Those who have visited Najaf will remember vividly that to the north and east of the town there are acres of graves and myriads of domes of various colours and at various stages of disrepair. Whoever goes to Najaf will follow a road that approaches the town by a winding course through this vast cemetery. The Prophet Abraham had come to this place along with Isaac; there had been many earthquakes in the vicinity, but while Abraham remained there, there were no tremors. On the night, however, when Abraham and Isaac went to a different village, and sure enough Najaf was visited with another earthquake. When they returned, the people were most eager for them to make Najaf their permanent dwelling-place. Abraham agreed to do so on condition that they would sell him the valley behind the village for cultivation. Isaac protested and said that this land was neither fit for farming nor grazing, but Abraham insisted and assured him that the time would come when there would be a tomb there with a shrine, at which seventy thousand people would gain absolutely undisputed entrance to Paradise, and be able also to intercede for many others.1
The valley that Abraham wanted to buy is called the Valley of Peace (Wadiu's-Salaam), and it is related on the authority of the fourth Imam, that Ali once said that this ValIey of Peace is part of Heaven and that there is not a single one of the believers in the world, whether he dies in the east or west, but his soul will come to this Paradise to rest.2 "As there is nothing hidden in this world from my eyes," Ali went on to say, "I see all the believers seated - here in groups and talking with one another."
How Najaf was given its name is explained in the tradition. At first there was a mountain there, and when one of the sons of Noah refused to enter the Ark, he said that he would sit on this mountain until he would see where the water would come. A revelation came therefore to the mountain, "Do you undertake to protect this son of mine from punishment?" And all at once the mountain fell. to pieces and the son of Noah was drowned. In place of the mountain a large river appeared, but after a few years the river dried up, and the place was called Nay-Jaff, meaning, "the dried river."3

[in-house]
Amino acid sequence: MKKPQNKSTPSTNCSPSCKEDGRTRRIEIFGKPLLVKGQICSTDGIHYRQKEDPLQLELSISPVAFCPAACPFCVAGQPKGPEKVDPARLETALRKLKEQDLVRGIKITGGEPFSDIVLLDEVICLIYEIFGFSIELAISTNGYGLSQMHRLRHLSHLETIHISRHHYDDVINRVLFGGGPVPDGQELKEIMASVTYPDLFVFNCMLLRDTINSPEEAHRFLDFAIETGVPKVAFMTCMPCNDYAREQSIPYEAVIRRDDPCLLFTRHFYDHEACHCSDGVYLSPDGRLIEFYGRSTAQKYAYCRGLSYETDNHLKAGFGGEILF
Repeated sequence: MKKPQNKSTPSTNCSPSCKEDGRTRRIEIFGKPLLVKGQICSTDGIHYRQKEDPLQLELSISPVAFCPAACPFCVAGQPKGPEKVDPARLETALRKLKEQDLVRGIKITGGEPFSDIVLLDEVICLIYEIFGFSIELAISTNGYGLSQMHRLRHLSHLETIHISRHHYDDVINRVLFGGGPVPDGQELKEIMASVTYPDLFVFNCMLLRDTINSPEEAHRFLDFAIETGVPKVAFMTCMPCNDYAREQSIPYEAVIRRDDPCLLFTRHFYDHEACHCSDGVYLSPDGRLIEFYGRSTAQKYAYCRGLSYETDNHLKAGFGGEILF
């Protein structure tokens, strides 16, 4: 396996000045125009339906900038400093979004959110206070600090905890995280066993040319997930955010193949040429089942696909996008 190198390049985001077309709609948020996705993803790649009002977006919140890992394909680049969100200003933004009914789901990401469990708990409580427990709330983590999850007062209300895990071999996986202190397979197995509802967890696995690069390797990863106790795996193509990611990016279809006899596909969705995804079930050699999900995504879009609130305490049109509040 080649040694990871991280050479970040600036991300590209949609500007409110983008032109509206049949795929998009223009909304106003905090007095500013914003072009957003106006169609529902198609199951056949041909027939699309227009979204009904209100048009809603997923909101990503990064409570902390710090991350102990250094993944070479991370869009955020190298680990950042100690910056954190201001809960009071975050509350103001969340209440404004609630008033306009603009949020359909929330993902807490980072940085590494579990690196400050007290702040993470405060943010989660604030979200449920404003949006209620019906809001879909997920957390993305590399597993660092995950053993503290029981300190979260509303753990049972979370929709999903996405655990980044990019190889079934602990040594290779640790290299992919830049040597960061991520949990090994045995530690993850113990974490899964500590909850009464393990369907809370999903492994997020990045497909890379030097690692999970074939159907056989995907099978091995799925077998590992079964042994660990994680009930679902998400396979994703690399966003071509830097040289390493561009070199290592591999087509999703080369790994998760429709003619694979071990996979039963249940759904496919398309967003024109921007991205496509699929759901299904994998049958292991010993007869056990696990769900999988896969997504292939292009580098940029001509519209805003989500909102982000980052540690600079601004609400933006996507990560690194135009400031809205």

And so as per the prediction of Abraham, Imam Ali was buried here.
Ali is absent today from our midst only physically. His soul even to this day is the greatest spiritual resort everyone who seeks the help of God through his medium. Thousands and thousands of people call out to him in their difficulties, and the word "Ya Ali Madad", automatically comes to them. A famous prayer known as "NADEY ALI" (Call Ali) is recited wherever abound the lovers of Ali.
"The Mausoleum itself of Hazrat Ali at Najaf, is breathtaking. There is one large central dome which stands out of a square-shaped ornate structure at the two sides of which are two minarets. The predominant colour of'the exterior is gold, bright shining gold and the entire exterior of the mausoleum is inlaid with a mosaic pattern of light powder blue, white marble, gold again with an occasional splash of Middle East rust." So says D. F. Karaka after his visit to Najaf, and further adds, "I have sat and wondered at the marbled splendour of our Taj Mahal, the tomb which Shah Jahan built for his Empress Mumtaz Mahal, but despite its beauty, the Taj appears insipid in comparison with this splash of colour at Najaf. The tomb surpassed anything I have seen in gorgeous splendour. All the great kings of the world put together could not have a tomb as magnificent as this, for this is the tribute which kings and peasants have built together to enshrine the mortal remains of the great Ali."
Countless number of people from all over the world flock to his tomb day after day to pay their respects and to offer salutations and to pray to Allah seeking his intercession. And those who cannot afford to go there personally, are constantly praying to Allah to help them to visit the shrine of their Maula Ali, and when somebody goes on a pilgrimage to Najaf, they request him to offer salutations on their behalf, and to pray to God - for some particular favour - and to seek Imam Ali's intercession.
"During the reigns of the Umayyad Caliphs his blessed resting-place could not be disclosed, and so it was also under the Abbasids until the reign of Harun al-Rashid. But in the year 175 A.H. (791 A.D.), Harun happened to go hunting in these parts, and the deer he was chasing took refuge on a small piece of raised ground. However much he asked his hunting dogs to capture the quarry, they refused to go near this spot. He urged his horse to this place, and the horse too refused to budge; and on this, awe took possession of the Caliph's heart, and he immediately started to make inquiries of the people of the neighbourhood, and they acquainted him with the fact that this was the grave of Imam Ali ibn Abu Talib, the cousin and son-in-law of the Holy Prophet. Harun ordered a tomb to be erected over the grave, and people soon began to settle down in its vicinity."4
1. Majlisi op. cit. page 108.
2. Mailisi op. cit. Page 111.
3. Majlisi op. cit. page 111.
4. The Shrine of Ali at Najaf from "The shi'ite Religion" by Dwight M. Donaldson.